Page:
In Hong Kong, 90% of OnTheList’s customers are indigenous Hong Kong people and 10% come from the city’s non-Chinese community. They are mostly women aged between 25 and 45, and this is true across the range of branded products which the company sells at its flash sales at discounts of up to 80% of the original price.
Dultzin said: “The size of the discount varies and we arrive at a figure after discussions with the brands we work with, which, since we started business in Hong Kong almost four years ago totals 250. We sell everything from clothing to furniture and from wine to children’s wear.”
OnTheList does business both offline – in the form of its flash sales – and online, for products which don’t require the customer to try them on for size and feel.
One Country, Many Cities
After much study and deliberation over the complexities of entering the mainland market, OnTheList decided the time was right to make its move. Dultzin said: “We will launch our first flash sale in Shanghai in September. The reason we chose Shanghai is because many of the brands we work with have their stock warehouses in and around the city.”
The company plans to have flash sales for two brands per month as their Shanghai operation gets underway: Dultzin said: “The mainland market is very complicated so we don’t want to move too fast without first testing the market. Our plan is to try flash sales with pop-up stores in different places in the city so that we can find out the optimum locations.”
Such is the size of the mainland market, OnTheList will also adopt a city-by-city approach as it expands further into the mainland and the GBA.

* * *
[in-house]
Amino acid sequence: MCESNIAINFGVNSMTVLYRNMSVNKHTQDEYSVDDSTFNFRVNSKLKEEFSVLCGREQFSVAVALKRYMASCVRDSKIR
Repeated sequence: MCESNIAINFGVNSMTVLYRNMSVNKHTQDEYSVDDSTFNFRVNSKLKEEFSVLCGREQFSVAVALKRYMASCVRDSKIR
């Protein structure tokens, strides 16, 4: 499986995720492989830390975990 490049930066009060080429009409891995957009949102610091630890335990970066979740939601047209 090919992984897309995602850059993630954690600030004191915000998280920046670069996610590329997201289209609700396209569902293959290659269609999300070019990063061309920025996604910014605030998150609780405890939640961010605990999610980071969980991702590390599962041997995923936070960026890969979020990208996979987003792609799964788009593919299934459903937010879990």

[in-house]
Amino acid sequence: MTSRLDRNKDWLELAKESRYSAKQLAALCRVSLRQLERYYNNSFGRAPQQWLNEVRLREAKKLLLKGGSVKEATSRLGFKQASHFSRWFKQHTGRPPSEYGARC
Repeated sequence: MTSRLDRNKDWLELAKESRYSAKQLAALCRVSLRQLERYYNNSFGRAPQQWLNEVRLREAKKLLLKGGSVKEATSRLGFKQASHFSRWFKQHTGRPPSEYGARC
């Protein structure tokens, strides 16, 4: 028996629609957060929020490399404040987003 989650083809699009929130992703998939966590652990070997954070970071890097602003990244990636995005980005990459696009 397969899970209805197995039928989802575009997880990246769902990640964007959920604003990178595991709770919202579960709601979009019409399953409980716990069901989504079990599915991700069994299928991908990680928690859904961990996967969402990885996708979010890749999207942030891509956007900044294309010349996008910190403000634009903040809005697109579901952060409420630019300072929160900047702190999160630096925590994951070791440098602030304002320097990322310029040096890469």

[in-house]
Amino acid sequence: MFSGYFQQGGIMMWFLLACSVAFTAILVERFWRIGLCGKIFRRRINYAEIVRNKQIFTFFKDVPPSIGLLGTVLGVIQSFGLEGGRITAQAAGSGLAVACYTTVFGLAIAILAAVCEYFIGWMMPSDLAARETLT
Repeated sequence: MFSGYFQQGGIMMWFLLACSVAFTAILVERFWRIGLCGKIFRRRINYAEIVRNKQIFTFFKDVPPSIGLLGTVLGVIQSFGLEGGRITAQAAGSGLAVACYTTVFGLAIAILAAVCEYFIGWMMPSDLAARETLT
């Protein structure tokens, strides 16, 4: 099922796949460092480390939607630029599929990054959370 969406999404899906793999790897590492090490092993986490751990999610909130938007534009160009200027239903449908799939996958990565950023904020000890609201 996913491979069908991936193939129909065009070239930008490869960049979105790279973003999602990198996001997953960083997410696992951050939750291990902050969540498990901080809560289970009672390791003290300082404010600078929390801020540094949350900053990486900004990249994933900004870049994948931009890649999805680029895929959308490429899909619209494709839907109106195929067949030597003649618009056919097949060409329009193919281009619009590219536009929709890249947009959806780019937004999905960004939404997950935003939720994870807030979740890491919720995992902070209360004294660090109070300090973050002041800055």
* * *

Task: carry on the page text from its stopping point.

Dultzin said: “From a business point of view, we don’t see China as a country, we see each city in China as a ‘country’ in its own right. While from an administrative point of view China is much more complicated than Hong Kong or Singapore, the potential of the market and that in cities across the GBA is just too big to ignore.”
Discussions with brands are already underway about future expansion into four cities: Shanghai, Beijing, Chengdu and Guangzhou, with a view to expanding into tier two and three cities across the mainland, including the GBA.
While selling products at discounted prices raises issues around the maintenance of integrity and value, brands do see the upside of working with OnTheList, according to Dultzin, especially when it comes to China’s tier two and three cities.
She said: “We believe people in those tier two and three cities will also be keen to buy big name brands at discounted prices. After talking to some of the brands, while they have understandable concerns about their products being introduced to customers at a heavily discounted price, it is interesting to note that they too see the benefit of introducing new customers to their brands, even if it is through us at discounted prices.”
In the end, Dultzin believes that her company’s business model makes logical sense. She said: “We are the last link in the selling chain. If the stock wasn’t coming to us it would be disposed of. At a time when environmental and corporate responsibility are growing concerns, it makes sense for them to use us to sell as much of their stock as possible instead of destroying it.”